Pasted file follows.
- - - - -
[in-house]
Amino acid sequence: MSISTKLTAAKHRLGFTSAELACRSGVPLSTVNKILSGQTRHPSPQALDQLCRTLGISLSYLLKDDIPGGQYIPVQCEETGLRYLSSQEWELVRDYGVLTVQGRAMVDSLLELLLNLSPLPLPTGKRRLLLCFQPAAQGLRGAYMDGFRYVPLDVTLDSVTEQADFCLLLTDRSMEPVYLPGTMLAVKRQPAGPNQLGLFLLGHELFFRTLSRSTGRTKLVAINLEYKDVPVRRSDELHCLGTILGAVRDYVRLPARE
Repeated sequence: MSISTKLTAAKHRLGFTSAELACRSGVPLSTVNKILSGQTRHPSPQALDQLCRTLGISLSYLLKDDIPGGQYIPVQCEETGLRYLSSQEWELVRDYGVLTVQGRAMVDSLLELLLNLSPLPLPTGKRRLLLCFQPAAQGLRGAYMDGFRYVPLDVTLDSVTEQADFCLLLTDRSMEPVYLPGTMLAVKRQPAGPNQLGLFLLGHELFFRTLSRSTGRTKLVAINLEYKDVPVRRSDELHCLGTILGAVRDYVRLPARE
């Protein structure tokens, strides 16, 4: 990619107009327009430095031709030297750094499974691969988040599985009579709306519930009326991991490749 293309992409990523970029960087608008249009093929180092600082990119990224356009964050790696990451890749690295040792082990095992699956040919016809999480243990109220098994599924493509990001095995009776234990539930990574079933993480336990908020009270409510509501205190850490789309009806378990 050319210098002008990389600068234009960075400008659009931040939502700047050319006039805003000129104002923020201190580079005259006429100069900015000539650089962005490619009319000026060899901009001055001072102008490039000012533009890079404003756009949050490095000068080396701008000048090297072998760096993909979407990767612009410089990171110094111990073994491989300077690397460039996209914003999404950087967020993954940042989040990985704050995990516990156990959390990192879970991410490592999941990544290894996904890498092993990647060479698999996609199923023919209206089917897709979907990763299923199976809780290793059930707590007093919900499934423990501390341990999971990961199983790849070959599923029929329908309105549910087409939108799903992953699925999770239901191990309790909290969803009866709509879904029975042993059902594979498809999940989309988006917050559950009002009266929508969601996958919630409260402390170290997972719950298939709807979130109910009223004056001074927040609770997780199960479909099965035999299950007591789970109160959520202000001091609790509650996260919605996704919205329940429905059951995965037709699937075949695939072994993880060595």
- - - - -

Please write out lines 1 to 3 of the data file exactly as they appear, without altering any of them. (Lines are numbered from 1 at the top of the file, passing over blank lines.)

[in-house]
Amino acid sequence: MSISTKLTAAKHRLGFTSAELACRSGVPLSTVNKILSGQTRHPSPQALDQLCRTLGISLSYLLKDDIPGGQYIPVQCEETGLRYLSSQEWELVRDYGVLTVQGRAMVDSLLELLLNLSPLPLPTGKRRLLLCFQPAAQGLRGAYMDGFRYVPLDVTLDSVTEQADFCLLLTDRSMEPVYLPGTMLAVKRQPAGPNQLGLFLLGHELFFRTLSRSTGRTKLVAINLEYKDVPVRRSDELHCLGTILGAVRDYVRLPARE
Repeated sequence: MSISTKLTAAKHRLGFTSAELACRSGVPLSTVNKILSGQTRHPSPQALDQLCRTLGISLSYLLKDDIPGGQYIPVQCEETGLRYLSSQEWELVRDYGVLTVQGRAMVDSLLELLLNLSPLPLPTGKRRLLLCFQPAAQGLRGAYMDGFRYVPLDVTLDSVTEQADFCLLLTDRSMEPVYLPGTMLAVKRQPAGPNQLGLFLLGHELFFRTLSRSTGRTKLVAINLEYKDVPVRRSDELHCLGTILGAVRDYVRLPARE